As with a traditional graduate programs, like those many of my friends are currently involved in, the end of their schooling will require a final project, a thesis. And, so will mine.

My New Years resolution is my thesis - to become a published writer.

I put no constraints on this goal - not even that of time. While my hope is that somewhere within the 365 days that will make up 2004 I will see my name in print, I would rather it take me longer, if that will ensure pride and satisfaction in my work.

This goal is not about the glory of seeing my name in print (though hey, it would be cool), or about money (because all writer's will tell you that there isn't much). It all comes down to seeing if I have what it takes - the motivation, the desire, and the talent - to call myself not just a writer, but a published one.

To all of you I wish all the best that the New Year can offer: a fresh start, a new beginning, a jumping off point. The ability to reinvent yourself, to let go of the past, to embrace the present and look forward to the future.

And, above all, the opportunity to find your own legacy - whatever that may be.

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For all of you still reading, if you come upon any contests, calls for stories, or think you can help me complete my "thesis" don't hold back - write me! I've got my own ideas, but who couldn't benefits from a little help from friends? :)

December 23, 2003

The Evolution Of Christmas

The newspaper showed a picture of a man swimming underwater and feeding sharks in an aquarium in Beijing, China. What struck me most was the man's dress - he was decked out head to toe in a bright red and white Santa suit. The caption said that as China continues to open its doors and embrace westernization, western holidays such as Christmas are more frequently celebrated.

Walking around downtown Bangkok a few days ago, I noticed an abundance of Christmas lights and decorations. All the shopping malls had Christmas carols playing over the loudspeakers, the outside gardens were decorated with Christmas angels, trees and signs - signs that wished people "Happy Holidays" - in English.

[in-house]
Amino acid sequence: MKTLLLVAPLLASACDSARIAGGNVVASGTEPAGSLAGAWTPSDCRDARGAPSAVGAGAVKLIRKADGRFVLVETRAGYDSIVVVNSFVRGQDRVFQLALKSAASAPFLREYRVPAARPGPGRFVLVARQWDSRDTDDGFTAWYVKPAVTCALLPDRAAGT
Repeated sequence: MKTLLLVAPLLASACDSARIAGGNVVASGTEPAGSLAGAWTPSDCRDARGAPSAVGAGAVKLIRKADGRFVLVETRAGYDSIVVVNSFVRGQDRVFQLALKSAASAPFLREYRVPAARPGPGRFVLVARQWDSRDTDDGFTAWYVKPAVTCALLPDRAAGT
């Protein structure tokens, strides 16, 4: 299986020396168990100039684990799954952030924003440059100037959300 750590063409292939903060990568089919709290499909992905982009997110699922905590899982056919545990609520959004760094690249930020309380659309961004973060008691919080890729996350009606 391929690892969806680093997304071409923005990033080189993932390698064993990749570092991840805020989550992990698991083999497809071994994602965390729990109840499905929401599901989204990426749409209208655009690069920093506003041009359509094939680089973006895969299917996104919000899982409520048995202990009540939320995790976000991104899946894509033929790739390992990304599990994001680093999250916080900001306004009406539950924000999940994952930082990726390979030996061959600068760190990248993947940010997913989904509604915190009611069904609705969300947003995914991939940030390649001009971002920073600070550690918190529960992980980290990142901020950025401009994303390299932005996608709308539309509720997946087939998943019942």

Even here, on the island of Ko Pha Ngan, where my brother and I plan to spend our Christmas, a quick walk around town shows shop fronts with Christmas garland, ornaments, New Years hats and noisemakers, and other western tchotchkes that seen unusual and out of place

Is Christianity spreading to Asia? No, it is not. But Christmas is coming, full force.

Every year, on December 25th, American Christians celebrate the birth of Jesus Christ. While not the most important of Christian festivals (that is reserved for Easter, the celebration of Christ's resurrection), it is the most colorfully and lavishly celebrated. No longer the simple celebration of a famous birth, the American commercialization of Christmas has taken the holiday to a place early Christians could never have imagined.

If you live in the United States, you can't get away from it. When I was little, the first signs of Christmas showed themselves the day after Thanksgiving - with department stores decorated to the nines and pre-Christmas shopping sales. Christmas carols started playing on the radio, families began to put up outdoor Christmas lights, and vendors selling pine trees took up shop in abandoned lots and outside grocery stores.

As I got older, the arrival of these splashy accents arrived sooner and sooner. The past few years I remember seeing Christmas decorations in stores immediately after Halloween - nearly two months early!

None of these events has anything to do with the birth of Jesus Christ - but then Christmas itself doesn't either. While Buddhist monks tolerate spirits houses and Baci ceremonies in Thailand and Laos, ceremonies and traditions that have nothing to do with Buddhism, most current Christian traditions are really nothing more than the evolutionary absorption of earlier pagan celebrations with some uniquely European and American touches.